Here you can see that I the new kernel I am compiling has added support for a new filesystem: ext4. oldconfig has gone through my original configuration, kept all the old options exactly as they were set, and prompted me on what to do with new options. Typically it is save to choose the default option, but you may wish change this. oldconfig is a very handy tool for presenting you with only new configuration options, making it ideal for users who simply have to try out the latest kernel release.

For more serious configuration tasks, there are a multitude of options. The linux kernel can be configured in three primary ways. The first is config, which will step through each and every option one by one and ask what you would like to do. This is so tedious that hardly anyone ever uses it anymore.

darkstar:/usr/src/linux# make config
scripts/kconfig/conf arch/x86/Kconfig
*
* Linux Kernel Configuration
*
*
* General setup
*
Prompt for development and/or incomplete code/drivers (EXPERIMENTAL) [Y/n/?] Y
Local version - append to kernel release (LOCALVERSION) [] -test
Automatically append version information to the version string (LOCALVERSION_AUTO) [N/y/?] n
Support for paging of anonymous memory (swap) (SWAP) [Y/n/?]

Fortunately, there are two much easier ways to configure your kernel, menuconfig and xconfig. Both of these create a menu-driven program that lets you select and de-select options without having to step through each one. menuconfig is the most commonly used method, and the one I recommend. xconfig is only useful if you are attempting to compile the kernel from a graphical user interface within X. Both are so similar however, that we are only going to document menuconfig.

Running make menuconfig from a terminal will present you with the friendly curses-driven interface you see below. Each kernel section is given its own submenu, and you can navigate with the arrow keys.

make-menuconfig

If you are compiling a kernel that is the same release as the stock Slackware kernel, you must set the “Local version” option. This is found on the “General setup” submenu. Failure to set this will result in your kernel compile over-writing all the modules used by the stock kernels. This can quickly render your system unbootable.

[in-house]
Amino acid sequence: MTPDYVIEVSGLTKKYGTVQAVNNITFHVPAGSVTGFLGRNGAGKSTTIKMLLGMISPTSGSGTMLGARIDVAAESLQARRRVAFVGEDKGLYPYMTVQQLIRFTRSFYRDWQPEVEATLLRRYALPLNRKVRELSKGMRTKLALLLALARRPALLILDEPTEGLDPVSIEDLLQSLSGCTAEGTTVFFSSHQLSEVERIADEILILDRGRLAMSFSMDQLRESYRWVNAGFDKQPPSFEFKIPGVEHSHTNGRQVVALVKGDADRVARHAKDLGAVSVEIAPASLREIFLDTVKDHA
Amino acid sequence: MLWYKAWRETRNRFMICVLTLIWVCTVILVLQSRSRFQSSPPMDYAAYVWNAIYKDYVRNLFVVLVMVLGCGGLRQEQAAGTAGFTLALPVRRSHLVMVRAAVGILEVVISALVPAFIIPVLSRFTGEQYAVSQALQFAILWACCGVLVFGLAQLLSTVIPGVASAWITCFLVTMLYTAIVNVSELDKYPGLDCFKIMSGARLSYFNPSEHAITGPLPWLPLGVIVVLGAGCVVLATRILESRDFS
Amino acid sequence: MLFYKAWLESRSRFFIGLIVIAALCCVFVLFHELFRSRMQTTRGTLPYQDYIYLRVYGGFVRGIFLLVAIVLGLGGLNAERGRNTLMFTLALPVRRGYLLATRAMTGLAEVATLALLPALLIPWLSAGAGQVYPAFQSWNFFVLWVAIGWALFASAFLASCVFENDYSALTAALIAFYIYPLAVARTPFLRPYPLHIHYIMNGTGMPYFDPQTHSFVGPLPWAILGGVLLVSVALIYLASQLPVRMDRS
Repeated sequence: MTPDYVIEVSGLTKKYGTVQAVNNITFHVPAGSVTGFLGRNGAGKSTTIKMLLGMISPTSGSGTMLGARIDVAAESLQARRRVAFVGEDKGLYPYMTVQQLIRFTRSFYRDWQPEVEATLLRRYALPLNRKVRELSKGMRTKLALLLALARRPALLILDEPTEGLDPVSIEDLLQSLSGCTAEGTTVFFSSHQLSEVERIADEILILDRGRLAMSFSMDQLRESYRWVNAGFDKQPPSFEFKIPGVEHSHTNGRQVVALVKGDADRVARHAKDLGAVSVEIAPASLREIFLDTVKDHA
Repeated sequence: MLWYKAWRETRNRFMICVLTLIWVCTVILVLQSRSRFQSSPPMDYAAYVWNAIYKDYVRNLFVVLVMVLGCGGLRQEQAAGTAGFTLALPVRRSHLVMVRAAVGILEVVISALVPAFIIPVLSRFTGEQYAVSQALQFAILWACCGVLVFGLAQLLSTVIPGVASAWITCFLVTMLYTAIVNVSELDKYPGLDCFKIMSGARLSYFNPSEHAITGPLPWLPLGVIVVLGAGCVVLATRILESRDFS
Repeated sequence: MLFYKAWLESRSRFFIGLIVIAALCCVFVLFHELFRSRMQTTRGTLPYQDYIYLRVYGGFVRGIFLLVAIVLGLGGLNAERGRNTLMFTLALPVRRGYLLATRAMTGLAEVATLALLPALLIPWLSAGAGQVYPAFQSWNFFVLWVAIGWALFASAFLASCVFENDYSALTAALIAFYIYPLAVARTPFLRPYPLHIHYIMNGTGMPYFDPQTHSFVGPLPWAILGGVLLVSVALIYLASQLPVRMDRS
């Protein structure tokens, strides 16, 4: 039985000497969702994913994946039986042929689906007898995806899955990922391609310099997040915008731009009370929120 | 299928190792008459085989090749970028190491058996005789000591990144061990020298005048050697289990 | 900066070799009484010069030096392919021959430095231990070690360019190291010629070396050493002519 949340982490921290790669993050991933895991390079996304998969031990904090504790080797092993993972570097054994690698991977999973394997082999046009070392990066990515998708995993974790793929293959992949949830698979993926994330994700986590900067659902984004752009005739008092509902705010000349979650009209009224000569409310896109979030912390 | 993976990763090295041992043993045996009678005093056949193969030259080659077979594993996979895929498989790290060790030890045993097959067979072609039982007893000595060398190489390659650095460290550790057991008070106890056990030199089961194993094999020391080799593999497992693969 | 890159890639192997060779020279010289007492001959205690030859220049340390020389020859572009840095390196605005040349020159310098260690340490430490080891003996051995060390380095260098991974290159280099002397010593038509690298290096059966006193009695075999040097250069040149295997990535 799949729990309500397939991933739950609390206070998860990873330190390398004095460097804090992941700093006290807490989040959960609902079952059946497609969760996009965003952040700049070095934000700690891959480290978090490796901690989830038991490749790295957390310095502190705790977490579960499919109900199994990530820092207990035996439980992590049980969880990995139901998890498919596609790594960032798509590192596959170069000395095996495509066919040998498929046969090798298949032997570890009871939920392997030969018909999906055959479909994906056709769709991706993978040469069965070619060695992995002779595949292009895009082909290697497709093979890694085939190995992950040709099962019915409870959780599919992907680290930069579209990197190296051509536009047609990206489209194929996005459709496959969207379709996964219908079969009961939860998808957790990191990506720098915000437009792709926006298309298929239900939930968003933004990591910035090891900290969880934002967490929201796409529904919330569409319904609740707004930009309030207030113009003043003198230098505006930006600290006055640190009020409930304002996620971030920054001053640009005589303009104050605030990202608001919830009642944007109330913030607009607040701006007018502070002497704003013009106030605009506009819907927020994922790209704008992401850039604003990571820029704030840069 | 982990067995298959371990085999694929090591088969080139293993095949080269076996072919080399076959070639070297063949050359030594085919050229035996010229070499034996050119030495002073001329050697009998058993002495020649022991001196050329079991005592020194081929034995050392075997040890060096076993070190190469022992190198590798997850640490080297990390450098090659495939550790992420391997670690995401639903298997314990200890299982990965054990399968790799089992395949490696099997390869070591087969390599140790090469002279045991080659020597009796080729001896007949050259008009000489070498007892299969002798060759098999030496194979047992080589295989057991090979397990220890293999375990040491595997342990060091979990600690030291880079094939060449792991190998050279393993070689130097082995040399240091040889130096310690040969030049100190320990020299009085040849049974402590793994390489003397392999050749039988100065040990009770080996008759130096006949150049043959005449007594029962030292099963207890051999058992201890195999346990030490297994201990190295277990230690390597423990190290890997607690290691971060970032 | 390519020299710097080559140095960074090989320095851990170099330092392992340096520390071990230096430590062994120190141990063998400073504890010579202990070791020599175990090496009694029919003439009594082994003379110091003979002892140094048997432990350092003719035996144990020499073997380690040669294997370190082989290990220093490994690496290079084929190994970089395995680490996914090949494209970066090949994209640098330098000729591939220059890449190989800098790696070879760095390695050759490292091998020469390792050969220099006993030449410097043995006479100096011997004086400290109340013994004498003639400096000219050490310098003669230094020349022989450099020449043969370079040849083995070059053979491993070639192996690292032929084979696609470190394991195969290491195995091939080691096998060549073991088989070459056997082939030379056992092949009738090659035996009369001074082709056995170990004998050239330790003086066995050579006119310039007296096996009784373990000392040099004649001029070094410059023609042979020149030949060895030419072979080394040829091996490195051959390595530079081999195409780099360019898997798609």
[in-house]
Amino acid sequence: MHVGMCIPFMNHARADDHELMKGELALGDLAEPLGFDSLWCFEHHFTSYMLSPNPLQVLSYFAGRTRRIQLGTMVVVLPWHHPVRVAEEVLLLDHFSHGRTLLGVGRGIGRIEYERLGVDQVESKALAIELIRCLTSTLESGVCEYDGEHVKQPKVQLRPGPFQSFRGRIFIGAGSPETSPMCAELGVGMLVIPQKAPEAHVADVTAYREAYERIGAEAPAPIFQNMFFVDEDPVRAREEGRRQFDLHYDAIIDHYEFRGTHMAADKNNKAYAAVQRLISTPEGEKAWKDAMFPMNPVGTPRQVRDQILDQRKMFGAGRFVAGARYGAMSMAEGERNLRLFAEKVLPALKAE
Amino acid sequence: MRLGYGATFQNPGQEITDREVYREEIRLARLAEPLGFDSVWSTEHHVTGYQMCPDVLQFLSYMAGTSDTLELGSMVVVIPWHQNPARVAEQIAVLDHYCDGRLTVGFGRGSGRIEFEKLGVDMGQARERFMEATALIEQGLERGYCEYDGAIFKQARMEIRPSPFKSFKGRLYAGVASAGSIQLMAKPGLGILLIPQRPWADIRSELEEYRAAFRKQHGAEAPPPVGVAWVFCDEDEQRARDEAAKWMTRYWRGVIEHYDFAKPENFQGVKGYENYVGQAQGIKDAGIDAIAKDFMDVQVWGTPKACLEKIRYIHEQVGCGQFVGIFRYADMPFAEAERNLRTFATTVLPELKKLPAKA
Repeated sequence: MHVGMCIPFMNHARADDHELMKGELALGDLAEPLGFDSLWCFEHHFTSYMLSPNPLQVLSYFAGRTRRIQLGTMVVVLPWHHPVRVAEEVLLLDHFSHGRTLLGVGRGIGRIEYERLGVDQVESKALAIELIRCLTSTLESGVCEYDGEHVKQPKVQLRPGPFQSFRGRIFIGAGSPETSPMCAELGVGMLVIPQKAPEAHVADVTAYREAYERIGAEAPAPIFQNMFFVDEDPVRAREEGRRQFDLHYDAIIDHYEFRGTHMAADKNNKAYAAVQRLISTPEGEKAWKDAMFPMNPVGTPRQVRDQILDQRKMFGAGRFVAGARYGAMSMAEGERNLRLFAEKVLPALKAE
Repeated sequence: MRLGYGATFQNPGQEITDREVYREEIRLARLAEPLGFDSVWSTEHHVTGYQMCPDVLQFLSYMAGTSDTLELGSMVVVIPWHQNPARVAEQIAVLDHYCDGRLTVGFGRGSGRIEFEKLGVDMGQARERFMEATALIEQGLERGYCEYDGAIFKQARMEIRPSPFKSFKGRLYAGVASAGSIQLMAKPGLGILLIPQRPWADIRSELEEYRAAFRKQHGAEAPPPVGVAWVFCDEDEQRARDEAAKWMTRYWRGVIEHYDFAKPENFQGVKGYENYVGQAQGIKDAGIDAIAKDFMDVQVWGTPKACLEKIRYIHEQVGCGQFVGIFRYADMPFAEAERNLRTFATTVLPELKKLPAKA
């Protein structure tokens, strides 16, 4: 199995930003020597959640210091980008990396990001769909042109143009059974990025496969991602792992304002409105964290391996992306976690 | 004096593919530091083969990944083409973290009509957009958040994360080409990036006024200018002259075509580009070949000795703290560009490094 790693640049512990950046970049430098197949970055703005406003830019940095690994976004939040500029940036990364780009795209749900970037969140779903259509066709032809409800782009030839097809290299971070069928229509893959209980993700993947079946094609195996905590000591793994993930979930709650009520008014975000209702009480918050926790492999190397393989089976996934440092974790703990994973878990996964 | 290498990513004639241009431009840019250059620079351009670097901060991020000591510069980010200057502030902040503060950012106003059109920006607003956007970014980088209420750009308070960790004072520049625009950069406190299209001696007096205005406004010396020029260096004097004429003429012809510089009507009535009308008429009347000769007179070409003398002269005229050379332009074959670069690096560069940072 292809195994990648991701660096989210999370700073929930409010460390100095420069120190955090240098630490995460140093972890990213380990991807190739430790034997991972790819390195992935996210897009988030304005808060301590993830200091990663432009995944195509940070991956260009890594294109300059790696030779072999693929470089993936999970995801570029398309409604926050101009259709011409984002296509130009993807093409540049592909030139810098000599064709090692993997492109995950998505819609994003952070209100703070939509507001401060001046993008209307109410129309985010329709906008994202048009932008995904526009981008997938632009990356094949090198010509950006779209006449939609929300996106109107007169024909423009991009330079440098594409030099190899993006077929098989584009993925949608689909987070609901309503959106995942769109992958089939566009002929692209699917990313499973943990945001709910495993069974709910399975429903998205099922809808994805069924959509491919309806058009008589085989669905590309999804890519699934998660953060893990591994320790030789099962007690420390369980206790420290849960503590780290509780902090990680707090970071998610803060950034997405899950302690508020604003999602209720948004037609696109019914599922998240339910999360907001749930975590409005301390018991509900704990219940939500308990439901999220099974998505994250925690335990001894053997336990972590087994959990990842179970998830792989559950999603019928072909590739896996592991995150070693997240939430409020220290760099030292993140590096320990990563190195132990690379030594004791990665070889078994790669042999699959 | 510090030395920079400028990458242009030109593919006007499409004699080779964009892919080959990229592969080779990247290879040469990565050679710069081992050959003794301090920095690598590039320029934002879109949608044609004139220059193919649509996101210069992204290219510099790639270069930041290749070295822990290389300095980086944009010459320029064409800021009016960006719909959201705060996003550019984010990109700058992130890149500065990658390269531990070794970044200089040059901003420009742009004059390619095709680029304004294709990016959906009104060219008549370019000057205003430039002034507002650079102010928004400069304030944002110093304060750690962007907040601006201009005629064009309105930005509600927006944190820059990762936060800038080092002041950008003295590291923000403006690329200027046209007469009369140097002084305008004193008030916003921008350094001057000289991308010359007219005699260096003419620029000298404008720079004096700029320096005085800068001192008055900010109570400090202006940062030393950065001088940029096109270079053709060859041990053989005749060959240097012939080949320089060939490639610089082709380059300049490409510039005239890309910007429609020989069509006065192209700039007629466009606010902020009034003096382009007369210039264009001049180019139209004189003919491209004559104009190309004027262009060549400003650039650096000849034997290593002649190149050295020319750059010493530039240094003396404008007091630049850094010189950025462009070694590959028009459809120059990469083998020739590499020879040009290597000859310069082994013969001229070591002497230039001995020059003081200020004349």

Once you've finished configuring the kernel, it's time to begin compiling it. There are many different methods for this, but the most reliable is to use bzImage. When you pass this argument to make, the kernel compilation will begin and you will see lots of data scroll through the terminal until either the compile process is complete or a fatal error is encountered.

darkstar:/usr/src/linux# make bzImage
scripts/kconfig/conf -s arch/x86/Kconfig
  CHK     include/linux/version.h
  CHK     include/linux/utsrelease.h
  SYMLINK include/asm -> include/asm-x86
  CALL    scripts/checksyscalls.sh
  CC      scripts/mod/empty.o
  HOSTCC  scripts/mod/mk_elfconfig
  MKELF   scripts/mod/elfconfig.h
  HOSTCC  scripts/mod/file2alias.o
... many hundreds of lines ommitted ...

If the process ends in an error, you should check your kernel configuration first. Compile errors are usually caused by a fault .config file. Assuming everything went alright, we're still not entirely finished, as we need to build the modules.

darkstar:/usr/src/linux# make modules
  CHK     include/linux/version.h
  CHK     include/linux/utsrelease.h
  SYMLINK include/asm -> include/asm-x86
  CALL    scripts/checksyscalls.sh
  HOSTCC  scripts/mod/file2alias.o
... many thousands of lines omitted ...

If both the kernel and the modules compiles finished sucessfully, we're ready to install them. The kernel image needs to be copied into a safe location, typically the /boot directory, and you should give it a unique name to avoid overwriting any other kernel images located there. Traditionaly kernel images are named vmlinuz with the kernel release and local version appended.

  darkstar:/usr/src/linux# cat arch/x86/boot/bzImage > /boot/vmlinuz-release_number-local_version
  darkstar:/usr/src/linux# make modules_install

Once these steps have been completed, you will have a new kernel image located under /boot and a new kernel modules directory under /lib/modules. In order to use this new kernel, you will need to edit lilo.conf, create an initrd for it (only if you need to load one or more of this kernel's modules to boot), and run lilo to update the boot loader. When you reboot, if all went according to plan, you should have an option to boot with your newly compiled kernel. If something went wrong, you may be spending some time fixing the problem.

Chapter Navigation

Previous Chapter: Keeping Track of Updates

Sources

  • Originally written by Alan Hicks, Chris Lumens, David Cantrell, Logan Johnson